As his above-the-title credit indicates, Dwayne “The Rock” Johnson is still stuck somewhere between his wrestling past and his acting future. His incessant mugging in the treacly new family comedy Tooth Fairy suggests he’s more or less given up on real thespian-ism, despite his acclaimed, against-type performance a few years back in Be Cool. Lately, Johnson’s simply stuck to playing it closer to the (ham)bone persona he developed during his WWF years in a series of middling fish-out-water family films, the latest of which, Tooth Fairy, recently hit Blu-ray. My review after the jump:
It probably doesn’t help Johnson that his role here, that of a cocky, minor-league hockey player named Derek Thompson, requires the same kind of obnoxious hubris that defined his “Rock” alter ego. Instead of stretching as an actor, Johnson relies on his old ringside acting-style, giving an overly broad performance with far too much goofy grinning and not enough grit. (Back in the eighties, Arnold Schwarzenegger would have played the role with a bit more scowl. Muscle-y and cranky in Kindergarten Cop worked; muscle-y and smiley in Tooth Fairy doesn’t.)
The movie’s plot is basically The Santa Clause retrofitted for a lesser fairytale creature. After nearly annihilating a young girl’s belief in “the tooth fairy,” Thompson is sentenced to a week’s work as an actual tooth fairy, which requires him to appear winged and in a giant pink tutu (cue squeals from excitable Fox marketing execs…“I see the poster!”). At Tooth Fairy Headquarters, Thompson encounters Julie Andrews as head Tooth Fairy CEO and Billy Crystal as a Fairy Weapons Specialist. Why these two talented actors agreed to slum it in this toothless comedy is beyond me, but I’m sure more than a pretty dollar was left beneath their pillows for their troubles. Anyway, the two help Thompson get in touch with his inner fairy while he rediscovers his basic humanity. (No, the film doesn’t have a single gay/fairy joke…some politically incorrect humor might have livened the thing).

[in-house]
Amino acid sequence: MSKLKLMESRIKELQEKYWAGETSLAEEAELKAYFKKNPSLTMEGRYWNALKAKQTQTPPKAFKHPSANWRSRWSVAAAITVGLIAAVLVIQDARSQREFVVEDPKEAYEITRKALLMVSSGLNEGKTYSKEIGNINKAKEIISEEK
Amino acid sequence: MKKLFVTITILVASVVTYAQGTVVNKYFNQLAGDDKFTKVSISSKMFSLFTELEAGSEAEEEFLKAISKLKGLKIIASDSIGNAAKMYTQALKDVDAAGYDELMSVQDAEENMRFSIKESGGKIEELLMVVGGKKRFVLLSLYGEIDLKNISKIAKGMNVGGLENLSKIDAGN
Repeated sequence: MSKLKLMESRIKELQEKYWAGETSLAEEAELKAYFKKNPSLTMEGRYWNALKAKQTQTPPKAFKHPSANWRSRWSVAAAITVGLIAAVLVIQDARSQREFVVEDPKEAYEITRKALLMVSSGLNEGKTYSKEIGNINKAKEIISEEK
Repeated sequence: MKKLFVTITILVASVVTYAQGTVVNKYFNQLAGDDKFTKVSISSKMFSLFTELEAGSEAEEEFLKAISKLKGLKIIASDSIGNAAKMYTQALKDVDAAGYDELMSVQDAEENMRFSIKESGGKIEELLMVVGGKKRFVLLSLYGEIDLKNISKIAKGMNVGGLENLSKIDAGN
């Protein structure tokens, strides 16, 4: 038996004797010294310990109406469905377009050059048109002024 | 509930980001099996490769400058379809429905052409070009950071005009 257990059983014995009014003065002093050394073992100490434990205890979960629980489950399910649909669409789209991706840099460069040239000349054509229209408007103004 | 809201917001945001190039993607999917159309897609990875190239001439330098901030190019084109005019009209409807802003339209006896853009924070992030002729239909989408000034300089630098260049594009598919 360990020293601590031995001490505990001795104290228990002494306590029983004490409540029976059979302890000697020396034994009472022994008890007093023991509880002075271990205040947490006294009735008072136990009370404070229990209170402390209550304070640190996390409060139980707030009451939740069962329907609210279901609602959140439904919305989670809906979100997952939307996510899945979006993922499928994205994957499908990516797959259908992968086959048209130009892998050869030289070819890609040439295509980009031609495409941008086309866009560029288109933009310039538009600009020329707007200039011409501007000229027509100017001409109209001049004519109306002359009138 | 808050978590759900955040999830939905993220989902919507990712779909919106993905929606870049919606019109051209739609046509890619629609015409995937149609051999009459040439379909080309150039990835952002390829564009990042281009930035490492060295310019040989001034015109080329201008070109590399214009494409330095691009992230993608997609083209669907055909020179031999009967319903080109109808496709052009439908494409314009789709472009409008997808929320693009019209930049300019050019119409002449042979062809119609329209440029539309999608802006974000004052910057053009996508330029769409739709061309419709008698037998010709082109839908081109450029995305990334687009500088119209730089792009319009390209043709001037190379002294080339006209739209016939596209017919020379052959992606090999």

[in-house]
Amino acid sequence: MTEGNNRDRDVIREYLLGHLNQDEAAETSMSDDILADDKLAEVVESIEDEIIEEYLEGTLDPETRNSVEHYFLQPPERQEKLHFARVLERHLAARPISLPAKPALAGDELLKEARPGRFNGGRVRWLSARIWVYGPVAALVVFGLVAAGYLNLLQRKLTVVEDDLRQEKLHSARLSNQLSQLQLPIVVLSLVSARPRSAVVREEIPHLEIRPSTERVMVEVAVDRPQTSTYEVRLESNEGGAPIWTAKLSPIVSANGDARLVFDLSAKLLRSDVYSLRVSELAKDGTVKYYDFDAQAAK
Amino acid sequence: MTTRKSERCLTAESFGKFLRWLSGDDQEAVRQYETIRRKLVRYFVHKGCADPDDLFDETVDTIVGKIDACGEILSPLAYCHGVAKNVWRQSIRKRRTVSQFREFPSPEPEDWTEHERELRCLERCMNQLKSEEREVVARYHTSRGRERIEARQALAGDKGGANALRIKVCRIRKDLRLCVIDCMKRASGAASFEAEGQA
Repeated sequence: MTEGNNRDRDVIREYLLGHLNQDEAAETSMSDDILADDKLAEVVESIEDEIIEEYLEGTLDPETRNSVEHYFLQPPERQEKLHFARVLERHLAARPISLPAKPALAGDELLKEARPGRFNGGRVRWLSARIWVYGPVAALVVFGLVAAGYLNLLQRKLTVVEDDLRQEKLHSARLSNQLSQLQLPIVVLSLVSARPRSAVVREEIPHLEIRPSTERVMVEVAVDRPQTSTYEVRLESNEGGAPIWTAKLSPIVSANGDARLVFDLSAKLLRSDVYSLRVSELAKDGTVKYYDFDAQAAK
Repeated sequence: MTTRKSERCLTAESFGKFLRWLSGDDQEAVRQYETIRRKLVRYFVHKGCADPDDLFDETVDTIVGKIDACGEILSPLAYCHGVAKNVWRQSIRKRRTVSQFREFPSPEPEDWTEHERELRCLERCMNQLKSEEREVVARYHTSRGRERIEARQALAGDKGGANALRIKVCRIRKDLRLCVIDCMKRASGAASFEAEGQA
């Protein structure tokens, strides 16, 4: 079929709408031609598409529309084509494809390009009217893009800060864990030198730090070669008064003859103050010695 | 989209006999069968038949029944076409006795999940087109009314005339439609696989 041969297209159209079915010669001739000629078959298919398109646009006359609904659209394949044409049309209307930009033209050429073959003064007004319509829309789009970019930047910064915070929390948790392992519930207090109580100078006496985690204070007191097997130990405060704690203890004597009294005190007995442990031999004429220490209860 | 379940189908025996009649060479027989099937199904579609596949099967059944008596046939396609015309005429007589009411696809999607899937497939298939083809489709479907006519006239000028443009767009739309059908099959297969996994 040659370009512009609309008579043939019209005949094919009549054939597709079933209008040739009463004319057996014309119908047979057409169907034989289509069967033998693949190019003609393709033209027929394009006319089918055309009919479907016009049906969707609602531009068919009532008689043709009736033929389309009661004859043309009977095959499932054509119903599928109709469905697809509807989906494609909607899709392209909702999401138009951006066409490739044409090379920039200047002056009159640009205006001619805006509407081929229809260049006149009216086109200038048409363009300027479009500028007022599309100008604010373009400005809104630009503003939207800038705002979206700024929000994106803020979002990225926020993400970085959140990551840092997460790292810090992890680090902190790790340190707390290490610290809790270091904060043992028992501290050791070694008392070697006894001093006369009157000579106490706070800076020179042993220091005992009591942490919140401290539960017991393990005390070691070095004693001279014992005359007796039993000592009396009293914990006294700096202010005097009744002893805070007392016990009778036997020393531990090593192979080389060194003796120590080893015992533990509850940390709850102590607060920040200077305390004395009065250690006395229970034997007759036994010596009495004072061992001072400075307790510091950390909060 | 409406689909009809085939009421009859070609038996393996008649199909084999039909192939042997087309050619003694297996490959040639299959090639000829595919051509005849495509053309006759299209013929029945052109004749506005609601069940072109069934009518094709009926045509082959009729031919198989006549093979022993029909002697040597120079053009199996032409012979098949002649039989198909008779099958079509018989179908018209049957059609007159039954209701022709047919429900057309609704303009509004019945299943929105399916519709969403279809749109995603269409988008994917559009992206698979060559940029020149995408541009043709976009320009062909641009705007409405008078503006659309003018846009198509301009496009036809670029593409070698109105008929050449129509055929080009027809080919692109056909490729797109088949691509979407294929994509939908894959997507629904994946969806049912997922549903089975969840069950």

Then there’s the lovely Ashley Judd, stuck playing the love interest. Seeing Judd reduced to “the girlfriend” role in a “Rock” vehicle made me long for the days when Judd was the headliner of her own movies, typically deliciously cheesy and successful thrillers. Judd, please fire your agent, get Sherry Lansing on the horn and get back to evading serial killers and seeking wisdom from wise black mentors!
Sadly, the biggest loser in all of this is today’s moviegoing youth. When I was a kid, family entertainment meant empowered young characters seeking treasure, saving aliens and soaring on the backs of luck dragons, with nary a Ben Stiller or “The Rock” in sight. Doesn’t Hollywood understand that most children’s fantasies don’t involve annoying adults mugging it up?
Film is presented in colorful 1080p High Definition. Audio options include English 5.1 DTS-HD Master Audio, English Descriptive Audio, Spanish 5.1 Dolby Digital, French 5.1 Dolby Digital and Portuguese 5.1 Dolby Digital. Subtitles include English SDH, Spanish, Portuguese and Mandarin.
The BD Disc features a number of kid friendly bonus features, including Tooth Fairy Training Center and Sing Along “Fairy-oke.” Older fans will more likely gravitate towards the featured Gag Reel, Deleted Scenes, “Behind the Scenes of Tooth Fairy” featurette and Audio Commentary by Director Michael Lembeck. Or not.
The BD edition includes a DVD and Digital Copy of the film so you can experience the magic in standard definition and on-the-go.
Both kids and parents deserve better than this toothless family comedy.
Tooth Fairy is rated PG for mild language, some rude humor and sports action. It has a runtime of approximately 101 minutes.